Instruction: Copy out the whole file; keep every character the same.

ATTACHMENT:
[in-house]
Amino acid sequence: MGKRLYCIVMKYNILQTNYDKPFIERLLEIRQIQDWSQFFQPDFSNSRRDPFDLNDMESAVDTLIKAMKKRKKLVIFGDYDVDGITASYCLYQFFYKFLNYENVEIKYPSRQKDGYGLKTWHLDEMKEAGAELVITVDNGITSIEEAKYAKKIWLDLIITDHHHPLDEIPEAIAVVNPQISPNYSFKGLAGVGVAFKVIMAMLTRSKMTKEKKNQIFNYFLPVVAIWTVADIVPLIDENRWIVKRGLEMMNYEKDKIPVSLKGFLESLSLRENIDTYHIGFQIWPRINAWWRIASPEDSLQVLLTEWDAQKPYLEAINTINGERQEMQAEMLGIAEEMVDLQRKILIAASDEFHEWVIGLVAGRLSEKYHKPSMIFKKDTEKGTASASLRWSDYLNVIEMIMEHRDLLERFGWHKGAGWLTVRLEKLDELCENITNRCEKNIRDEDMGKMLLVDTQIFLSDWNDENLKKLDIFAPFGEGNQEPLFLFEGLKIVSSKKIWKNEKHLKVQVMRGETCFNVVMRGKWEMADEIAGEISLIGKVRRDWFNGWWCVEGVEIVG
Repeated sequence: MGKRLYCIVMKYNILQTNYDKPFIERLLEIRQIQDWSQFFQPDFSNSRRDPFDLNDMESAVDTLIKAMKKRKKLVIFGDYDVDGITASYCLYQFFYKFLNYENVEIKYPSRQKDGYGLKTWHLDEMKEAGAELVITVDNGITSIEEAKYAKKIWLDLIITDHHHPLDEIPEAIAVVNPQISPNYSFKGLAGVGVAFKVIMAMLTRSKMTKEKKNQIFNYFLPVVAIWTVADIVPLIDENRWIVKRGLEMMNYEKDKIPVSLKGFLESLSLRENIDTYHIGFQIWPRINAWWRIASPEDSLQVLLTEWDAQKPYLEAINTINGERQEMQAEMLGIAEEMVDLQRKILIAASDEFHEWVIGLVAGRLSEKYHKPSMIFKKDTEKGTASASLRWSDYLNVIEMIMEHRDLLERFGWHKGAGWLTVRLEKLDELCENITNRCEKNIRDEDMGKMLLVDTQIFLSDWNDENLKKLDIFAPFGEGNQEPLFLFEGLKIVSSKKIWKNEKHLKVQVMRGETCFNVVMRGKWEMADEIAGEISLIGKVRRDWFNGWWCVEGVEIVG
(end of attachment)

[in-house]
Amino acid sequence: MGKRLYCIVMKYNILQTNYDKPFIERLLEIRQIQDWSQFFQPDFSNSRRDPFDLNDMESAVDTLIKAMKKRKKLVIFGDYDVDGITASYCLYQFFYKFLNYENVEIKYPSRQKDGYGLKTWHLDEMKEAGAELVITVDNGITSIEEAKYAKKIWLDLIITDHHHPLDEIPEAIAVVNPQISPNYSFKGLAGVGVAFKVIMAMLTRSKMTKEKKNQIFNYFLPVVAIWTVADIVPLIDENRWIVKRGLEMMNYEKDKIPVSLKGFLESLSLRENIDTYHIGFQIWPRINAWWRIASPEDSLQVLLTEWDAQKPYLEAINTINGERQEMQAEMLGIAEEMVDLQRKILIAASDEFHEWVIGLVAGRLSEKYHKPSMIFKKDTEKGTASASLRWSDYLNVIEMIMEHRDLLERFGWHKGAGWLTVRLEKLDELCENITNRCEKNIRDEDMGKMLLVDTQIFLSDWNDENLKKLDIFAPFGEGNQEPLFLFEGLKIVSSKKIWKNEKHLKVQVMRGETCFNVVMRGKWEMADEIAGEISLIGKVRRDWFNGWWCVEGVEIVG
Repeated sequence: MGKRLYCIVMKYNILQTNYDKPFIERLLEIRQIQDWSQFFQPDFSNSRRDPFDLNDMESAVDTLIKAMKKRKKLVIFGDYDVDGITASYCLYQFFYKFLNYENVEIKYPSRQKDGYGLKTWHLDEMKEAGAELVITVDNGITSIEEAKYAKKIWLDLIITDHHHPLDEIPEAIAVVNPQISPNYSFKGLAGVGVAFKVIMAMLTRSKMTKEKKNQIFNYFLPVVAIWTVADIVPLIDENRWIVKRGLEMMNYEKDKIPVSLKGFLESLSLRENIDTYHIGFQIWPRINAWWRIASPEDSLQVLLTEWDAQKPYLEAINTINGERQEMQAEMLGIAEEMVDLQRKILIAASDEFHEWVIGLVAGRLSEKYHKPSMIFKKDTEKGTASASLRWSDYLNVIEMIMEHRDLLERFGWHKGAGWLTVRLEKLDELCENITNRCEKNIRDEDMGKMLLVDTQIFLSDWNDENLKKLDIFAPFGEGNQEPLFLFEGLKIVSSKKIWKNEKHLKVQVMRGETCFNVVMRGKWEMADEIAGEISLIGKVRRDWFNGWWCVEGVEIVG